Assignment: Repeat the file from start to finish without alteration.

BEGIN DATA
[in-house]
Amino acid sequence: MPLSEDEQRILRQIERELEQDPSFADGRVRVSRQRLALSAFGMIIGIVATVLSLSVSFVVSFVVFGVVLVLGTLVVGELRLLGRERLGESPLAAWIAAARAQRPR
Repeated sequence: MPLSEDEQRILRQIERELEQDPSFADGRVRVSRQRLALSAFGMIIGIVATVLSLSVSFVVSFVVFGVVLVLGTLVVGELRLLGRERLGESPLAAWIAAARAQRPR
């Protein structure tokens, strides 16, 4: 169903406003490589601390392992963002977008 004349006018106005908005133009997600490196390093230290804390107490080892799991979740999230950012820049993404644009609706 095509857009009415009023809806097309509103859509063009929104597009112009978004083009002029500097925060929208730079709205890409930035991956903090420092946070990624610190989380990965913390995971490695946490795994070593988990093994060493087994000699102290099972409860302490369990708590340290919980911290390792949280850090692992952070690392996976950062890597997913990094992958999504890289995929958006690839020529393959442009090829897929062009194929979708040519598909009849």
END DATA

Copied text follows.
[in-house]
Amino acid sequence: MPLSEDEQRILRQIERELEQDPSFADGRVRVSRQRLALSAFGMIIGIVATVLSLSVSFVVSFVVFGVVLVLGTLVVGELRLLGRERLGESPLAAWIAAARAQRPR
Repeated sequence: MPLSEDEQRILRQIERELEQDPSFADGRVRVSRQRLALSAFGMIIGIVATVLSLSVSFVVSFVVFGVVLVLGTLVVGELRLLGRERLGESPLAAWIAAARAQRPR
């Protein structure tokens, strides 16, 4: 169903406003490589601390392992963002977008 004349006018106005908005133009997600490196390093230290804390107490080892799991979740999230950012820049993404644009609706 095509857009009415009023809806097309509103859509063009929104597009112009978004083009002029500097925060929208730079709205890409930035991956903090420092946070990624610190989380990965913390995971490695946490795994070593988990093994060493087994000699102290099972409860302490369990708590340290919980911290390792949280850090692992952070690392996976950062890597997913990094992958999504890289995929958006690839020529393959442009090829897929062009194929979708040519598909009849």